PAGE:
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An 85-year-old woman was examined at the echocardiography laboratory during a predischarge examination after an uncomplicated, circumscribed acute myocardial infarction.
An undefined liquid-containing mass (*) was observed behind the left atrium (LA), with no evidence of compression (panel A). This mass could be clearly demonstrated (arrow) after ingestion of 300 ml sparkling water mixed with an ampoule of the echo contrast medium Echovist 300 (d-galactose suspension; Schering AG, Berlin, Germany), and the performance of a Valsalva manoeuvre (panel B). The video recording of the examination shows a dynamic filling of the mass behind the LA during the abdominal compression manoeuvre, and its emptying towards the stomach after relaxation. The patient showed no symptoms at all during the whole examination.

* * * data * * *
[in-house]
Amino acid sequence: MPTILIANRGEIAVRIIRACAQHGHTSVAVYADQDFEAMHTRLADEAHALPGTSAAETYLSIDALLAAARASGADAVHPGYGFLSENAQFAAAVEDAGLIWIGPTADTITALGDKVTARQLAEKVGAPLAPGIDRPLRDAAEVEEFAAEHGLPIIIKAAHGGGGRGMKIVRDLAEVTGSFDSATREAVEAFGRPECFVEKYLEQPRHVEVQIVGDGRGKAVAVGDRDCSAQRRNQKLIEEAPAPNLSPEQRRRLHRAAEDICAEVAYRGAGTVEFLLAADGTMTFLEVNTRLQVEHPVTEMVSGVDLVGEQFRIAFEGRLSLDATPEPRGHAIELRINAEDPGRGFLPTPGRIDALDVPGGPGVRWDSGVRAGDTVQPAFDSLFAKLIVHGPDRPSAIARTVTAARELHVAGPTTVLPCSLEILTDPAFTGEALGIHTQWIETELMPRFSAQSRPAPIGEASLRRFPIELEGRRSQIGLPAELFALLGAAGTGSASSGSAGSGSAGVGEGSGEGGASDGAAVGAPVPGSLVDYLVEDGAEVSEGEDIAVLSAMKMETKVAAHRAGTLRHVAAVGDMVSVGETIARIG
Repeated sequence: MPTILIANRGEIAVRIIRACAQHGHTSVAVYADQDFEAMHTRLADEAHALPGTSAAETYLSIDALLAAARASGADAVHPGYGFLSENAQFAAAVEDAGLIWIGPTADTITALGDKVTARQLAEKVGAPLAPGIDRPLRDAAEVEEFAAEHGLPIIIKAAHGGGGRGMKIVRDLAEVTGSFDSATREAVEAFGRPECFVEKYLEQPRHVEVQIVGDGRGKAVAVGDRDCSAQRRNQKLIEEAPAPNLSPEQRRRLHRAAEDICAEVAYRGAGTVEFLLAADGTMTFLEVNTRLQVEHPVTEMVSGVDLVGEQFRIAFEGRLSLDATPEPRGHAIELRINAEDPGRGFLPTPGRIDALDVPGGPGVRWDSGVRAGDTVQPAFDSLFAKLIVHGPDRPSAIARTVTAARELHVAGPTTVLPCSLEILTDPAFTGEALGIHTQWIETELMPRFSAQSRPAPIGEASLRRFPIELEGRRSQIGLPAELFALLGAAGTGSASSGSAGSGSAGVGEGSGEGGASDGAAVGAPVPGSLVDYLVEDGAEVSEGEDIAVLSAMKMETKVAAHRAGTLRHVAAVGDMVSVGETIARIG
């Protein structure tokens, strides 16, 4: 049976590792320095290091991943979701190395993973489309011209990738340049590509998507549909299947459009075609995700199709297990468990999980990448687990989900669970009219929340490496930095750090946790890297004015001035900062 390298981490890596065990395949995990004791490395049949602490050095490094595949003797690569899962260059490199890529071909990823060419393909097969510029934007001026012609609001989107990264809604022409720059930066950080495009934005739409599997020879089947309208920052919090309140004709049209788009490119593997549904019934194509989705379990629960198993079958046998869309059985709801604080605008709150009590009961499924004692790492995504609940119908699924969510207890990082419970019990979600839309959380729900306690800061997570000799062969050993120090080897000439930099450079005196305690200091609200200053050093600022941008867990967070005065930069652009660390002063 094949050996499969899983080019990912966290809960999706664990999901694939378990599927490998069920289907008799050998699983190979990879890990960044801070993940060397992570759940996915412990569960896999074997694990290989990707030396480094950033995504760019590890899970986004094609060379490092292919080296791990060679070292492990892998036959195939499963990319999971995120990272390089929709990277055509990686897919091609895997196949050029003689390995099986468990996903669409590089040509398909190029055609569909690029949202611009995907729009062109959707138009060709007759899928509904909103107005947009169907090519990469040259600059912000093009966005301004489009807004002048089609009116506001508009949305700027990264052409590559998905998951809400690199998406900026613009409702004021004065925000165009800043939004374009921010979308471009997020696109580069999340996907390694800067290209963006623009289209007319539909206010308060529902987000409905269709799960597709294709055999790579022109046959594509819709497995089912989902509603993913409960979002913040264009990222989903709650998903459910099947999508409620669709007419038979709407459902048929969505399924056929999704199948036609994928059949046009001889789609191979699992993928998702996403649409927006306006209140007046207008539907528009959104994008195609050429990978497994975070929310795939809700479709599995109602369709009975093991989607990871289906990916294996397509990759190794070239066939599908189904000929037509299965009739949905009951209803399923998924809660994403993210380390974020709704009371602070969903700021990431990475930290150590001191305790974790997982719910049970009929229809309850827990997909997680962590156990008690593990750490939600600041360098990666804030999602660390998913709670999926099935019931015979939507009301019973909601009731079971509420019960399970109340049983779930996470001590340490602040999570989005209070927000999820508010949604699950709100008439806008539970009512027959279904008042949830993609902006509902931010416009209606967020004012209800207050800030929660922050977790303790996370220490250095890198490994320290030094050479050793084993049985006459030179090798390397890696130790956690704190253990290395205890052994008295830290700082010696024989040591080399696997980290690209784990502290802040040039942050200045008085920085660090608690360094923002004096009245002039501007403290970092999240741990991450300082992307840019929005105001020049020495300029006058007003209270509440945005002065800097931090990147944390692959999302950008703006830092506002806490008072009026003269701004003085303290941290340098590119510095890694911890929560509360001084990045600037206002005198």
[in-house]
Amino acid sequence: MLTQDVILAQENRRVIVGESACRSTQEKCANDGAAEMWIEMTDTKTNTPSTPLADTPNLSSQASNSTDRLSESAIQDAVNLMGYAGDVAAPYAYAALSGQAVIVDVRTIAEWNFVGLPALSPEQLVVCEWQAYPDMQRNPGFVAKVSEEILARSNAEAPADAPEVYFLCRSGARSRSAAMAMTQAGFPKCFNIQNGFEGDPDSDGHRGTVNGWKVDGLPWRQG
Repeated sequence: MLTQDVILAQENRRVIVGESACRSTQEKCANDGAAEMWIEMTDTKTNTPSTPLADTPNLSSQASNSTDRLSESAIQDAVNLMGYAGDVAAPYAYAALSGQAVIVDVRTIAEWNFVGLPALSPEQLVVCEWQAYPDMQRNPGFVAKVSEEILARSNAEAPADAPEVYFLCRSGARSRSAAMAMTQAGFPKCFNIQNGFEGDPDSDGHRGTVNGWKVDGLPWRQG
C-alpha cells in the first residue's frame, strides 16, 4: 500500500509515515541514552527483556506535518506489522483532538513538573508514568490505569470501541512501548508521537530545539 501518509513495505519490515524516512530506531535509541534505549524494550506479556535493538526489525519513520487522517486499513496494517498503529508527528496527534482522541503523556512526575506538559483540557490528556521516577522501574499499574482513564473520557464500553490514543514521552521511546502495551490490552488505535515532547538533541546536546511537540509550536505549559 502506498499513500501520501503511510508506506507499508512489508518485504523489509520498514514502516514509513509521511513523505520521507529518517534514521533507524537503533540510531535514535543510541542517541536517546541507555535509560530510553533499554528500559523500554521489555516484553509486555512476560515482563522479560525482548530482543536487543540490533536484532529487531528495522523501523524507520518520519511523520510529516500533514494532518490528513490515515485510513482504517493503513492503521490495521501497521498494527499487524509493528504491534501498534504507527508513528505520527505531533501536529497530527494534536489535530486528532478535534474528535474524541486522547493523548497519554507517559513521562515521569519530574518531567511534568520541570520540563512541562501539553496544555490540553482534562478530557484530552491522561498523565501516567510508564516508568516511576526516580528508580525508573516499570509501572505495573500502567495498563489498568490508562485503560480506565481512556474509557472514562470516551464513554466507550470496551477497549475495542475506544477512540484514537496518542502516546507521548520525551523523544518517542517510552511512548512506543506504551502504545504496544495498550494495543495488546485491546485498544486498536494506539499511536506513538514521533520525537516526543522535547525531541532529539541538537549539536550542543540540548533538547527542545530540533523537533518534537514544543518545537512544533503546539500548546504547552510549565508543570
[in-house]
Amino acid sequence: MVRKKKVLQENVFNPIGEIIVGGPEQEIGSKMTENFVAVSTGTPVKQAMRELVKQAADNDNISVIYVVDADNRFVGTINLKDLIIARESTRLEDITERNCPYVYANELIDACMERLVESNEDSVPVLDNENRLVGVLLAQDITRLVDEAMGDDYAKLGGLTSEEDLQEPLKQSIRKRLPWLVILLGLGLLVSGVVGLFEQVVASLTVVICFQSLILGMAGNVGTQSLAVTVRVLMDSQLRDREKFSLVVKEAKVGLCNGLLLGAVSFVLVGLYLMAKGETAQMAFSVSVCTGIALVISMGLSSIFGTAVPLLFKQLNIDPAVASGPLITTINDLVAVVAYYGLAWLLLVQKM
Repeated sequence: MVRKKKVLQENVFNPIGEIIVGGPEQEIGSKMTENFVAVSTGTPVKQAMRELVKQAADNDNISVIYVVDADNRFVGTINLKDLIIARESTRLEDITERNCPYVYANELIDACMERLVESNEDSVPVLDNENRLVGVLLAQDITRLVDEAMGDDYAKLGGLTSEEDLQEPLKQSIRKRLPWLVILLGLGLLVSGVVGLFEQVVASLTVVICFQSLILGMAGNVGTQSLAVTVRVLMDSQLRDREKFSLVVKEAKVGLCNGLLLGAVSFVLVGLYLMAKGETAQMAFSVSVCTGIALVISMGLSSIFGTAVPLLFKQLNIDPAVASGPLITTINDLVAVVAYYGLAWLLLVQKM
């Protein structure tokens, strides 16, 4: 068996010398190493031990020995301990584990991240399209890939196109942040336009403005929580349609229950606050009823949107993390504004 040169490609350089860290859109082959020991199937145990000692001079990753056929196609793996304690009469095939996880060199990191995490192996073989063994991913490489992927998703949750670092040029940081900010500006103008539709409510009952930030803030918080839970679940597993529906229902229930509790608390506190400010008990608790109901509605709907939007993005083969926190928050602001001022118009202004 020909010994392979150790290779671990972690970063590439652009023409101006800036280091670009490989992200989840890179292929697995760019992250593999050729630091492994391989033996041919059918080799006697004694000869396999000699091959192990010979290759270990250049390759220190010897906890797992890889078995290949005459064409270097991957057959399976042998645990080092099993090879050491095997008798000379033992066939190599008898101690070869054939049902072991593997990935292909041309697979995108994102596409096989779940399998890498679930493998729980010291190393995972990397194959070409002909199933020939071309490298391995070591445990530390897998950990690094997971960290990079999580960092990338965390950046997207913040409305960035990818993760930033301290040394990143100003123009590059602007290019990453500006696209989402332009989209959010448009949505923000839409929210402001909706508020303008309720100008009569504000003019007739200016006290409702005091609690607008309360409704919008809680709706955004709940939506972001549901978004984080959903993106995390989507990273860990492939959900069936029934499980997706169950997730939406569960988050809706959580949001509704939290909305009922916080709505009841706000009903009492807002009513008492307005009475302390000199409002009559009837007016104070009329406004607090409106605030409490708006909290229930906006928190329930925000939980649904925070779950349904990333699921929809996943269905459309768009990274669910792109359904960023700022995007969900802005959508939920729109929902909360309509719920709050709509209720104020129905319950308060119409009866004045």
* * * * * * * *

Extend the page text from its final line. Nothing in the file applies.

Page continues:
A hiatal hernia masked as an LA mass can be diagnosed accidentally during echocardiographic examination. Most patients are asymptomatic, whereas a few patients present symptoms of gastro-oesophageal reflux. Arrhythmias and heart failure have been reported. This patient presented no history of recurrent gastrointestinal symptoms or postprandial syncope, therefore, conservative treatment was recommended.
This article has been adapted from Buss S, Katus H A, Mereles D. Dynamic changing mass behind the left atrium Heart 2007;93:1583
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